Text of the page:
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Reviewed by:
  • Post-Totalitarian Spanish Fiction
  • James Mandrell
Robert C. Spires, Post-Totalitarian Spanish Fiction. Columbia and London: University of Missouri Press, 1996. xii + 268 pages.

Post-Totalitarian Spanish Fiction continues Robert C. Spires’ exploration of twentieth-century Spanish fiction, a journey that begins with La novela española de posguerra: Creación artística y experiencia personal (1978), Beyond the Metafictional Mode: Directions in the Modern Spanish Novel (1984), and Transparent Simulacra: Spanish Fiction. 1902–1926 (1988). Although nothing like a fourth volume in an ongoing study, Post-Totalitarian Spanish Fiction shares with the earlier books an interest in language as well as a tendency to render the history of modern and contemporary Spanish fiction as a series of discrete periods that give the lie to subtle changes in emphasis. Post-Totalitarian Spanish Fiction departs from the previous studies in its explicit engagement with “context,” which is understood here not just as the backdrop of events in Spain, but as both the broader spectrum of international political shifts away from centralized power and the development of thought and theory in the humanities, social sciences, and sciences that anticipate or echo these political shifts.

For Spires’ purposes, examination of the decentralization and decentering found in various aspects of society and culture in general and Spanish fiction in particular is limited to the 15 years between 1975 and 1989, which he then divides into three five-year periods. Clearly, 1975 and 1989 were chosen for their extra-literary significance: 1975 points to the end of the Franco dictatorship with the death of the Generalísimo; 1989 gestures toward the breakup of the former Soviet Union and the Eastern bloc. In this sense, Spires is an equal-opportunity critic of totalitarianism, since he refers throughout Post-Totalitarian Spanish Fiction to the demise of totalitarian regimes of both the Left and the Right. But his stated purpose is somewhat different and significantly more complex and interesting: “The attempt . . . to link the year 1975 with 1989, fiction with politics, and the end of the Spanish ultra-Right regime with the collapse of the Soviet ultra-Left bloc, points to my goal with this project of identifying some of the connections between a culturally bound poetics and a culturally dispersed politics” (2).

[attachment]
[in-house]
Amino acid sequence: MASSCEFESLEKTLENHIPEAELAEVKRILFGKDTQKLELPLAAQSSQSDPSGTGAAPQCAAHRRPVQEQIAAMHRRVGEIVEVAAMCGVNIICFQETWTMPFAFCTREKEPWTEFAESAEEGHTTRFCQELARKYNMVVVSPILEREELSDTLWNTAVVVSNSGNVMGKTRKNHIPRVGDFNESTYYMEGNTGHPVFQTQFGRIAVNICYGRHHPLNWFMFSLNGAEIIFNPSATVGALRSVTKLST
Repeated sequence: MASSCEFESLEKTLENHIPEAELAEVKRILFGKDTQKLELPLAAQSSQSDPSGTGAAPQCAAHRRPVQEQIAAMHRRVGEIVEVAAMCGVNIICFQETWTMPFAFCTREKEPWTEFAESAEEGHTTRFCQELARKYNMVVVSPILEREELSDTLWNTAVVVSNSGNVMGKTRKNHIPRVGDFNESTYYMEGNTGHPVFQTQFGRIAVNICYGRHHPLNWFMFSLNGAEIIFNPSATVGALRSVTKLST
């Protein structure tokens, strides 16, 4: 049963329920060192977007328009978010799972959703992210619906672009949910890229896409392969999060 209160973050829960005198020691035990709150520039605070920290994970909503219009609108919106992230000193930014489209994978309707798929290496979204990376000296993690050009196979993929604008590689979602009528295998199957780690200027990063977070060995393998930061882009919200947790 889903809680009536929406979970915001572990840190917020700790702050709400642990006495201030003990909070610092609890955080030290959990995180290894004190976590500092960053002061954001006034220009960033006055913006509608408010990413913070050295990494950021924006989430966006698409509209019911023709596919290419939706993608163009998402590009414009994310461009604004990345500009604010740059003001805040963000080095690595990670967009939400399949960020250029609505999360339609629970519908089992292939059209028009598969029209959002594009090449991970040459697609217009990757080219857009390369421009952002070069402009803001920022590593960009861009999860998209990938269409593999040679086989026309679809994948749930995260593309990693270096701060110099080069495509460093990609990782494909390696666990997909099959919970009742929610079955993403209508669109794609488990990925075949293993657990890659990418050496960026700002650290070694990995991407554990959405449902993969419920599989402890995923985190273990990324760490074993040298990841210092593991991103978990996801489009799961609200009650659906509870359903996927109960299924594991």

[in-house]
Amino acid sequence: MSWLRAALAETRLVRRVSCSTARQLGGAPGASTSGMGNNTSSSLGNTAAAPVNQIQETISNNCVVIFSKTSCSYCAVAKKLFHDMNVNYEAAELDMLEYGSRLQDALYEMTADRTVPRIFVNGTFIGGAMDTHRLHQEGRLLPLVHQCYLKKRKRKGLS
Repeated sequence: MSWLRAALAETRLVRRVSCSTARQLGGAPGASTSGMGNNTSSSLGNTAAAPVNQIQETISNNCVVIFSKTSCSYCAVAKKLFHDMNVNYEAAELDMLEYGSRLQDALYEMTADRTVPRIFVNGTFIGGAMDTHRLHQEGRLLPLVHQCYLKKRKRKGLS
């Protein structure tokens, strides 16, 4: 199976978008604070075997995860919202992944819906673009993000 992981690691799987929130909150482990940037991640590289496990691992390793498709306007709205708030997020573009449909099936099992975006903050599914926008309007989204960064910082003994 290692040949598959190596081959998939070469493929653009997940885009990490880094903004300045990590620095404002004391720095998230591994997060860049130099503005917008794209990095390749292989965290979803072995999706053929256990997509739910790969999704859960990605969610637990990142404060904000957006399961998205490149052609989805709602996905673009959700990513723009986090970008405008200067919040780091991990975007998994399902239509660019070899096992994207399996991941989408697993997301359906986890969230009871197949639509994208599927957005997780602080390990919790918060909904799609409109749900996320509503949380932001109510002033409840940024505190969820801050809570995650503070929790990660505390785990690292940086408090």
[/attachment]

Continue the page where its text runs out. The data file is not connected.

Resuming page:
Spires sets forth the basic parameters for his pursuit of the connections between poetics and politics in Post-Totalitarian Spanish Fiction in the Introduction and an opening chapter elucidating the “post-World War II episteme,” in which he briefly traces “the ecological connections between Spanish political history, the international breakup of the totalitarian state, Foucault’s thesis on panoptic systems, and Franco’s official addresses to the people” along with “common approaches to and concepts of reality as evident in chaos, entropy, and information theories as well as in that elusive term postmodernism” (22–23). The next four chapters deal with the literary texts that constitute the core of the study, first with a chapter on Luis Martín-Santos’ Tiempo de silencio in a discussion of the postwar years in Spain, then in [End Page 460] chapters on the years 1975 to 1979, with a consideration of Juan Goytisolo’s Juan sin tierra, Carmen Martín Gaite’s El cuarto de atrás, Eduardo Mendoza’s La verdad sobre el caso Savolta, and Juan José Millás’ Visión del ahogado; the years 1980 to 1984, with analyses of Luis Goytisolo’s Teoría del conocimiento, José María Guelbenzu’s El río de la luna, Lourdes Ortiz’s Urraca, and Rosa Montero’s Te trataré como a una reina; and the years 1985 to 1989 with readings of Cristina Fernández Cubas’ El año de Gracia, Ignacio Martínez Pisón’s Alguien te observe en secreto, Esther Tusquets’ Para no volver, Carmen Riera’s Cuestión de amor propio, Antonio Muñoz Molina’s El invierno en Lisboa, and Javier Marías’ Todas las almas. Post-Totalitarian Spanish Fiction ends—but doesn’t conclude—with an Epilogue that speculates on not just the utility but the genuine social and cultural importance of the study of literature.

Spires makes a strong case for an evolution in contemporary Spanish fiction...

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pp. 460-462
Launched on MUSE
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